How are you supposed to think you can become a female NFL coach if you only see men on the job? A woman named Jenn Welter made it happen this year. Now, who will be the next?

Slowly but surely, the tide is turning.

GoldieBlox and organizations like The Representation Project are helping to make it happen by shining a light on the need for positive women role models in the media and showing that there is more for girls outside of the stereotypical pink aisle at the department store.

It's working. Bring on 2016.

You can watch GoldieBlox's music video celebrating some of this year's women superstars and their mini-me's here:

Most Shared

Comedy legend Carol Burnett once said, "Giving birth is like taking your lower lip and forcing it over your head." She wasn't joking.

Going through childbirth is widely acknowledged as one of the most grueling things a human can endure. Having birthed three babies myself, I can attest that Burnett's description is fairly accurate—if that seemingly impossible lip-stretching feat lasted for hours and involved a much more sensitive part of your body.

Keep Reading Show less
popular
via SNL / YouTube

Christopher Walken is one of the greatest actors of his generation. He's been nominated for an Academy Award twice for best supporting actor, winning once for 1978's "The Deer Hunter" and receiving a nomination for 2002's "Catch Me if You Can."

He's played memorable roles in "Annie Hall," "Pulp Fiction," "Wedding Crashers," "Batman Returns," and countless other films. He's also starred in Shakespeare on the stage and began his career as a dancer.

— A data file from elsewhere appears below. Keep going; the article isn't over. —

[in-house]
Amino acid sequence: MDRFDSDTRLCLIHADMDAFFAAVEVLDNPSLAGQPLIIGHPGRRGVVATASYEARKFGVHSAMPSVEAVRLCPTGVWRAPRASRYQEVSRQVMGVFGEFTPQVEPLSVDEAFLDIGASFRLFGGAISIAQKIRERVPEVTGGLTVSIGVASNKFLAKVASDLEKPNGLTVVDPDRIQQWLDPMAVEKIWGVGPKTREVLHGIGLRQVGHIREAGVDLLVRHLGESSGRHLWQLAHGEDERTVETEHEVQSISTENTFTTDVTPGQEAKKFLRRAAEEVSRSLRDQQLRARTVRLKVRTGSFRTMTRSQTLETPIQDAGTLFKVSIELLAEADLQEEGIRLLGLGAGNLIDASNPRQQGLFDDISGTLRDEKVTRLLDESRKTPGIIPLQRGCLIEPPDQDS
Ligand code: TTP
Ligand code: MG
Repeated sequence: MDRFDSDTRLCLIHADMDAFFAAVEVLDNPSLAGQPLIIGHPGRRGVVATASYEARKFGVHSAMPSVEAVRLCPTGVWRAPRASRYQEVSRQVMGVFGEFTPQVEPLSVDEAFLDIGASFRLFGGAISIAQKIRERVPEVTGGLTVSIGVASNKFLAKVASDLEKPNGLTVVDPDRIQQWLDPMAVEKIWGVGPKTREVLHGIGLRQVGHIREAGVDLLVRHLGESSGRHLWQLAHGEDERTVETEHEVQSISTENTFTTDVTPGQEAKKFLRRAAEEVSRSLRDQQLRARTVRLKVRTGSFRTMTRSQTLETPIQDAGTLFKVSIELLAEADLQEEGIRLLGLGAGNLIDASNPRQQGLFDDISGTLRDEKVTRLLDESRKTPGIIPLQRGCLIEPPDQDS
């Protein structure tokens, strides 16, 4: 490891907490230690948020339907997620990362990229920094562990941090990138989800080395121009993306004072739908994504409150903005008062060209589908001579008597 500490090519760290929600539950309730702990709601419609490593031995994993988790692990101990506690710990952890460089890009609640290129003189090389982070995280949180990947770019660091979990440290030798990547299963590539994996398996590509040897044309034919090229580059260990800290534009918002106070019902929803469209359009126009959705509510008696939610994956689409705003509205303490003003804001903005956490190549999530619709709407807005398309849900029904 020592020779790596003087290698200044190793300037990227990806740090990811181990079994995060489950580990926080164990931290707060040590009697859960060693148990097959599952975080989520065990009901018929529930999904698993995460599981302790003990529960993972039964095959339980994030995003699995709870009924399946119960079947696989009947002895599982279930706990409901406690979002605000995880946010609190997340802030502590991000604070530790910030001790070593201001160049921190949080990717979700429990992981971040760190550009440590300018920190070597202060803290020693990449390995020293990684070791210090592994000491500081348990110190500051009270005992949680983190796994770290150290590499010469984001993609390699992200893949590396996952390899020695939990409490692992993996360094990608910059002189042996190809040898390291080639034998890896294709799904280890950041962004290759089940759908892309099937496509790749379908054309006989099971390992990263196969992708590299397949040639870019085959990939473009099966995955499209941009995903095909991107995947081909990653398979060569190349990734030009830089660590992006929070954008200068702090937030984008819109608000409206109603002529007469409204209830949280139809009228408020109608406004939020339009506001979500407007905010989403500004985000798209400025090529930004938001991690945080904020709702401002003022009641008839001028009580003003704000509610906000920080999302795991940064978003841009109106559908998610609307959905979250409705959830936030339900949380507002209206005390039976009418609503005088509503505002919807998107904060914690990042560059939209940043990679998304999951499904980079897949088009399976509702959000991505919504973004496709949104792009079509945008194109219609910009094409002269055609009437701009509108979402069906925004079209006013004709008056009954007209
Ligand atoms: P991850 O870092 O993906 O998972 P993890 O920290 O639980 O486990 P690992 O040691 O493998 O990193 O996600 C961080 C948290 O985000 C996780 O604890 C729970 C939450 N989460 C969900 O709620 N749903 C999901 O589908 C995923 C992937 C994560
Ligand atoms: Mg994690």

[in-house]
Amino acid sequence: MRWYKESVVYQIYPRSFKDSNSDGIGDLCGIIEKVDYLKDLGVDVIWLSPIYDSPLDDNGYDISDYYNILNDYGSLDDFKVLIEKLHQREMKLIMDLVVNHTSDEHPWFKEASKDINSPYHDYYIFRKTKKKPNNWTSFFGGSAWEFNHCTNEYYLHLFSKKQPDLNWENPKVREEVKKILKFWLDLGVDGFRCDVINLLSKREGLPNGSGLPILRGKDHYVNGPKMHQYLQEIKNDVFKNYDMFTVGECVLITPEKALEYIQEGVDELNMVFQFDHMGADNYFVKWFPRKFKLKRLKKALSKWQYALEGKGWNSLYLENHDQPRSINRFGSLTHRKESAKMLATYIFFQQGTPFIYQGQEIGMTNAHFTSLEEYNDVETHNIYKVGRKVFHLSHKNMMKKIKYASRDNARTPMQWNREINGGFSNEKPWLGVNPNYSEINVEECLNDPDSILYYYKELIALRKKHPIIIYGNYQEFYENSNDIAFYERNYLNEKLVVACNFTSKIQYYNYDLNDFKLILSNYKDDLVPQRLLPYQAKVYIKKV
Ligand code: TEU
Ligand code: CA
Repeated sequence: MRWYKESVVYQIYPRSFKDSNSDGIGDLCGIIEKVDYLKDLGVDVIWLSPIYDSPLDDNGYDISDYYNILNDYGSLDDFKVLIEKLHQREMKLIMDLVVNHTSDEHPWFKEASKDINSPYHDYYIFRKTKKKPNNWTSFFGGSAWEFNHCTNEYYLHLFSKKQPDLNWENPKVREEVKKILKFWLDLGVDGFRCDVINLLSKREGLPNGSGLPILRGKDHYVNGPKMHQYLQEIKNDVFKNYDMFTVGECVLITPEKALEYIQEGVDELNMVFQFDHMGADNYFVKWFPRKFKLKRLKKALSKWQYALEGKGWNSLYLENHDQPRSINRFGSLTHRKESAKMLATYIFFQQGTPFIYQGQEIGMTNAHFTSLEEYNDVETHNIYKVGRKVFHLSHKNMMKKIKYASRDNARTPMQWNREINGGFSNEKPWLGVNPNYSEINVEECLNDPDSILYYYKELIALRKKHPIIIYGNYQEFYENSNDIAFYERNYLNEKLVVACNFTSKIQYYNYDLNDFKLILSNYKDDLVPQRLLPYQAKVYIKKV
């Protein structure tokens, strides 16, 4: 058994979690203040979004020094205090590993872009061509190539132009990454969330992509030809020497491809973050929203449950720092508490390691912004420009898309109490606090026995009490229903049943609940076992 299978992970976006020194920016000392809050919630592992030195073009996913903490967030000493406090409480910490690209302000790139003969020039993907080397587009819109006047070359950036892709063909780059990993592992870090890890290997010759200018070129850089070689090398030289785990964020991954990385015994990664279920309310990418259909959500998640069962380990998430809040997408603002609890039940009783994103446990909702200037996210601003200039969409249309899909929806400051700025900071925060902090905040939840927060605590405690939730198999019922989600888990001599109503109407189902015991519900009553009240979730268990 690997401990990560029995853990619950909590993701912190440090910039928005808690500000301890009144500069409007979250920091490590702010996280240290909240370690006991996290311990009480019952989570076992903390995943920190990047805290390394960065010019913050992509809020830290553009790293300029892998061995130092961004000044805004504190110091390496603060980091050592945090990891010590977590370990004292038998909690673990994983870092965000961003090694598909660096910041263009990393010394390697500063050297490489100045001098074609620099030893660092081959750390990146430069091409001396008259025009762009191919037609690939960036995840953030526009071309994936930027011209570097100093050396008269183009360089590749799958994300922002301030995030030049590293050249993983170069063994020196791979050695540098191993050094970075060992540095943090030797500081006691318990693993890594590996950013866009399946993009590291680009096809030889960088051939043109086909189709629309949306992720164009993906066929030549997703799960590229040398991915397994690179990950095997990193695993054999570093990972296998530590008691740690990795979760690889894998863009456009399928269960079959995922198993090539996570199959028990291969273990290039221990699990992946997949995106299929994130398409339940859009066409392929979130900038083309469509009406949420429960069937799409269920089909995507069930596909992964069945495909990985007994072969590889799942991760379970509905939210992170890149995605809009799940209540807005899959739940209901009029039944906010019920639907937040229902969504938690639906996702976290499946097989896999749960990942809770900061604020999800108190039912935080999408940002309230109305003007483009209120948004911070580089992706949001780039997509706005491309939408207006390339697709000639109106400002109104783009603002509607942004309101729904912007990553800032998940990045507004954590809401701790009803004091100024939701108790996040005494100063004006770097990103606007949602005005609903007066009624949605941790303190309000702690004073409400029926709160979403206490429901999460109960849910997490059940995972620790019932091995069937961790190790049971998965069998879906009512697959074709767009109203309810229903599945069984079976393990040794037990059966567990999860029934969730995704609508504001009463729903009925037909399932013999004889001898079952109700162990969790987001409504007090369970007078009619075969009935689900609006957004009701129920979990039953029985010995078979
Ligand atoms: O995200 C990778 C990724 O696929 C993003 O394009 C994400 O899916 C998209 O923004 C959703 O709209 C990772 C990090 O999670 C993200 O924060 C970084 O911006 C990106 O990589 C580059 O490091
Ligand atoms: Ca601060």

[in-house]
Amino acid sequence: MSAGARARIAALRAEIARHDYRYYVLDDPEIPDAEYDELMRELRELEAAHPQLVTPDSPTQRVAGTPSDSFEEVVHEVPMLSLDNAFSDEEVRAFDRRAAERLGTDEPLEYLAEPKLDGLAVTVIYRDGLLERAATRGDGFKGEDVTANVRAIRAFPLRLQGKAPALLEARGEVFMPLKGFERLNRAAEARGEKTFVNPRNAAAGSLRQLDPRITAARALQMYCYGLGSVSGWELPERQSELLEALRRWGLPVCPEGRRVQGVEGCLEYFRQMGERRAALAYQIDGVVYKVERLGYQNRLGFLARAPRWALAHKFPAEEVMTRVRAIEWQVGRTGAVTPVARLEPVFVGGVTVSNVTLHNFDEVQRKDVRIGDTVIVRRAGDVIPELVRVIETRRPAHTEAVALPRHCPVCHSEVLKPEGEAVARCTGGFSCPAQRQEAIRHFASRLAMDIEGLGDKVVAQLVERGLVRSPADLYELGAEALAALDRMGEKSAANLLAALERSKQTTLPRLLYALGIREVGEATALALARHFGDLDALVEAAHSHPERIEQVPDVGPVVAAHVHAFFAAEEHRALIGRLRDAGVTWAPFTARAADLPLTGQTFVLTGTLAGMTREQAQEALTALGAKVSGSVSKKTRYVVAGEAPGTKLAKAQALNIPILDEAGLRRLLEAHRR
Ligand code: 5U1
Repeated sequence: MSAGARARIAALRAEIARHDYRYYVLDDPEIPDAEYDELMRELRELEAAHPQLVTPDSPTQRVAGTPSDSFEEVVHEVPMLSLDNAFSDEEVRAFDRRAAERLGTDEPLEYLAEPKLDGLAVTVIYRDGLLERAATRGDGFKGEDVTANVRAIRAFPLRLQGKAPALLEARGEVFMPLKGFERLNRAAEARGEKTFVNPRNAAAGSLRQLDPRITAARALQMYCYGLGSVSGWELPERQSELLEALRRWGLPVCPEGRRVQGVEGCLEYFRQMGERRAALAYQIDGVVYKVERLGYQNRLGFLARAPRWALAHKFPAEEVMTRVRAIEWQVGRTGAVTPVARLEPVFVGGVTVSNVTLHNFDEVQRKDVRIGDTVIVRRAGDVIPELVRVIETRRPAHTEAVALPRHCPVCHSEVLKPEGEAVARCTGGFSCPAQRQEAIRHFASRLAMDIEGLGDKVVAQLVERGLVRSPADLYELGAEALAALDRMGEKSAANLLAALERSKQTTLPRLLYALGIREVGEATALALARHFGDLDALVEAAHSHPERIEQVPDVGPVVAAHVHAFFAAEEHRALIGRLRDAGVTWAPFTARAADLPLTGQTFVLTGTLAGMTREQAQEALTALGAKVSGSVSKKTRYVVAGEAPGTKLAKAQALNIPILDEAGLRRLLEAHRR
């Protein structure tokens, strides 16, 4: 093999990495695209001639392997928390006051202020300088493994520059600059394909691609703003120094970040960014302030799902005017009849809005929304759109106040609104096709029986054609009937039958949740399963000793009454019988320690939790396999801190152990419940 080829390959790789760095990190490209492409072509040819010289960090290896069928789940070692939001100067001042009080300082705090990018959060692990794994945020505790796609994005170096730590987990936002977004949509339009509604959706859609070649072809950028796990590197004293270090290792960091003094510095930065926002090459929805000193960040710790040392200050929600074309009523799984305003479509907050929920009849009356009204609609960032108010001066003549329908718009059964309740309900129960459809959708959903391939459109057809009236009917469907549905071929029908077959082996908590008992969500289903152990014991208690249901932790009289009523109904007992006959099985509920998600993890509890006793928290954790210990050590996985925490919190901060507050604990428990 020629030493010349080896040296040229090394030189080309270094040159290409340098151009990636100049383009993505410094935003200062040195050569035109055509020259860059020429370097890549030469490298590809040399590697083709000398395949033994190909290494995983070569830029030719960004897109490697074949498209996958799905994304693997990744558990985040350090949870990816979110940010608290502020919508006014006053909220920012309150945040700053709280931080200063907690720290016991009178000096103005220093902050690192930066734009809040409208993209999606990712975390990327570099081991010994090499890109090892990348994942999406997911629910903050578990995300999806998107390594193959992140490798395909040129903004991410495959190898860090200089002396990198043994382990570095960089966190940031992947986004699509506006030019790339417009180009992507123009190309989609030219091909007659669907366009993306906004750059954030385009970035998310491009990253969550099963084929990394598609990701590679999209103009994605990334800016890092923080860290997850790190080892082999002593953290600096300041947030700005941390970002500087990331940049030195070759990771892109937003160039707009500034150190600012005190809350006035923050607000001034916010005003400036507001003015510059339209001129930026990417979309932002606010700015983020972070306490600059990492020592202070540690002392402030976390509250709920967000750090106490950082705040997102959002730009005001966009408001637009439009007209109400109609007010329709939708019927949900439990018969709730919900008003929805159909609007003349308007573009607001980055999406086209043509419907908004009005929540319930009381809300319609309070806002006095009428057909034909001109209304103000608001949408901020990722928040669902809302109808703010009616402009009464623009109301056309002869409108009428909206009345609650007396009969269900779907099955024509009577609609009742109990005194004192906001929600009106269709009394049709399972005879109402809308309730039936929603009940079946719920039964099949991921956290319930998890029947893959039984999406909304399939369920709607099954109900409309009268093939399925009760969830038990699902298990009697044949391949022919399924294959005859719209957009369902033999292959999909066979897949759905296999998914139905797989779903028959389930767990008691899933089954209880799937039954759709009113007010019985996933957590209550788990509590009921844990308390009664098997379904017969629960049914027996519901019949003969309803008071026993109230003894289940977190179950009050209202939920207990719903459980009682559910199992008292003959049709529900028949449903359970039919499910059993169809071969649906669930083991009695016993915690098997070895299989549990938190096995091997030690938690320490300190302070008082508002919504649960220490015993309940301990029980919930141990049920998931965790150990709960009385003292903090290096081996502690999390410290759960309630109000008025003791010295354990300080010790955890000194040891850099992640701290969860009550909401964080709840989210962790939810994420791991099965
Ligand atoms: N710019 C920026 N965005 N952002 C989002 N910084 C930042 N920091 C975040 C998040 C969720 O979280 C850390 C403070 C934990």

Keep Reading Show less
popular

Disney has come under fire for problematic portrayals of non-white and non-western cultures in many of its older movies. They aren't the only one, of course, but since their movies are an iconic part of most American kids' childhoods, Disney's messaging holds a lot of power.

Fortunately, that power can be used for good, and Disney can serve as an example to other companies if they learn from their mistakes, account for their misdeeds, and do the right thing going forward. Without getting too many hopes up, it appears that the entertainment giant may have actually done just that with the new Frozen II film.

According to NOW Toronto, the producers of Frozen II have entered into a contract with the Sámi people—the Indigenous people of the Scandinavian regions—to ensure that they portray the culture with respect.

RELATED: This fascinating comic explains why we shouldn't use some Native American designs.

Though there was not a direct portrayal of the Sámi in the first Frozen movie, the choral chant that opens the film was inspired by an ancient Sámi vocal tradition. In addition, the clothing worn by Kristoff closely resembled what a Sámi reindeer herder would wear. The inclusion of these elements of Sámi culture with no context or acknowledgement sparked conversations about cultural appropriation and erasure on social media.